Rose here: I don’t know about you, but I have been learning so much this month just by reading my fellow author’s stories in The Erie Canal Brides Collection and the great research they did on the settings of their novellas. Below you will find a guest post by Johnnie Alexander. Which reminds me, have you signed up for our great giveaway for five books yet? If you already have a copy, you could gift this one to a friend. http://bit.ly/NUG-1903
Historic Cities Along the Ohio-Erie Canal
By Johnnie Alexander
Sometimes it’s hard to trace a story back to its origins. Why the heroine and the hero became the characters they turned out to be. Why the story opens when it does. Why a specific theme became part of the narrative.
That’s true of my story, “Journey of the Heart,” in The Erie Canal Brides Collection.
It’s hard to trace all the creative origins, but I can tell you why I chose the story’s setting—two specific cities, Circleville and Chillicothe, along the Ohio-Erie Canal.
I grew up in Ohio, about thirty miles or so from Circleville. One of my mom’s sisters lived there, and her husband worked at the local school. Every December, our large extended family held a Christmas potluck and gift exchange at the school.
To me, it was an ordinary small town where my older cousins lived. I had no idea, until I needed a setting for my story, of Circleville’s unique history.
The town was originally laid out in a circular arrangement on a Hopi burial mound in 1810. A few decades later, the townspeople tired of their circular streets. The Ohio General Assembly established the Circleville Squaring Company in 1837 to convert the layout to a squared grid.
I found this so fascinating I decided that the hero of my story, Tavish Dunbar, would be an architect hired to “square” the town’s curved buildings, including the post office where my heroine, Charity Sinclair, and her father lived and worked. And operated a station on the Underground Railroad.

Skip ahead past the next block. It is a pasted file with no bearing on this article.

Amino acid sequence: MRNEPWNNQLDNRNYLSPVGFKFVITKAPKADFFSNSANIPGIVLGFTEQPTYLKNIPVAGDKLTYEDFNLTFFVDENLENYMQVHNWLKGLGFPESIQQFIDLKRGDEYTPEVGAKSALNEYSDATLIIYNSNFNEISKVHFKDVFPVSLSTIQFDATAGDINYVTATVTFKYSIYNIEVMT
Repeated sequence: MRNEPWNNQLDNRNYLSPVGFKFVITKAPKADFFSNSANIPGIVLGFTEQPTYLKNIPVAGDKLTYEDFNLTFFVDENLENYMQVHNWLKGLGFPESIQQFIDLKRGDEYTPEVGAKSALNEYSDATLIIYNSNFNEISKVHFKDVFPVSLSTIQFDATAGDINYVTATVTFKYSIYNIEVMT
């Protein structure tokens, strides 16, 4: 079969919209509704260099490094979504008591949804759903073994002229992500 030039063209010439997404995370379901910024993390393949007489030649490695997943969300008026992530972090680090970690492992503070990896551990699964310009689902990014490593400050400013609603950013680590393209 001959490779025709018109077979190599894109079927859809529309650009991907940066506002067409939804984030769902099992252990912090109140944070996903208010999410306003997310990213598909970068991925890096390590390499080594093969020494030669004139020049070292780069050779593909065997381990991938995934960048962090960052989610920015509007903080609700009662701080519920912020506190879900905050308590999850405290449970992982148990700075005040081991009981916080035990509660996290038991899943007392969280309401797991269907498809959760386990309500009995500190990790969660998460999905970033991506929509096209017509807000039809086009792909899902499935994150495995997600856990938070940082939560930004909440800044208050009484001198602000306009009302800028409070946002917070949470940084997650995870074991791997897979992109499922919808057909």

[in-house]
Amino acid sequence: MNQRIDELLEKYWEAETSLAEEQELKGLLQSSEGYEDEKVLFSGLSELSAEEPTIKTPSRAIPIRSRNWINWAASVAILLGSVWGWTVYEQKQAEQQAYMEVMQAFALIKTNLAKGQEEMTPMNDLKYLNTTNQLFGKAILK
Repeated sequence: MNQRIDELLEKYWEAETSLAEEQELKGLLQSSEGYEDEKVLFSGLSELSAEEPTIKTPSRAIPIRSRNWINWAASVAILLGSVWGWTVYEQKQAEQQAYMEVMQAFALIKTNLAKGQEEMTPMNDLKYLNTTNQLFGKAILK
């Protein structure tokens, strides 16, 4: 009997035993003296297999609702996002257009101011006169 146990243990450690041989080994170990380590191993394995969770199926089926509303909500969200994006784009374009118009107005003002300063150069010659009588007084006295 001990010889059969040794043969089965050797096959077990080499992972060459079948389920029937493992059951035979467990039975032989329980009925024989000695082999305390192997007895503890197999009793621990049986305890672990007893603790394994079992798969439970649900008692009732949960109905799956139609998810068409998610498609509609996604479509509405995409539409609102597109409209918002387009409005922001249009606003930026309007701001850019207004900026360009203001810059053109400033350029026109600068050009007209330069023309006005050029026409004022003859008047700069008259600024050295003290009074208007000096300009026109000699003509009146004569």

Now to Chillicothe. When I was growing up, my dad’s parents lived south of Chillicothe, notable as both the first and third capital of Ohio. During the pre-Civil War days, white abolitionists and free blacks worked together to help runaways. The Fugitive Slave Law of 1850 hindered but could not stop this important work.
When Charity is caught transporting a runaway on the Canal, Tavish comes to her rescue. But it’s Charity’s ingenuity that rescues the runaway from her captors and reunites her with her escaped family.
I can’t trace all the elements of my story back to their origins.
But I can say that the historical settings—both Circleville and Chillicothe—played a huge part in the story’s development. And allowed me—a child of the Buckeye State—to honor two historic Ohio towns.
Johnnie Alexander creates characters you want to meet and imagines stories you won’t forget. Her award-winning debut novel, Where Treasure Hides, is a CBA bestseller. She writes contemporaries, historicals, and cozy mysteries, serves on the executive boards of Serious Writer, Inc. and the Mid-South Christian Writers Conference, co-hosts an online show called Writers Chat, and interviews inspirational authors for Novelists Unwind. She also teaches at writers conferences and for Serious Writer Academy. Johnnie lives in Oklahoma with Griff, her happy-go-lucky collie, and Rugby, her raccoon-treeing papillon. Connect with her at https://www.johnnie-alexander.com and other social media sites via https://linktr.ee/johnniealexndr.
Rose again: This is the second Barbour collection I have had the pleasure of doing with Johnnie Alexander, and she is so much fun to work with! Also, her book Where Treasure Hides is one of my fave WWII novels. And I hope you will check out a video Johnnie and I did for our readers tomorrow on her blog. http://bit.ly/NU-RAM01 Also don’t forget to enter the 5 book giveaway here: http://bit.ly/NUG-1903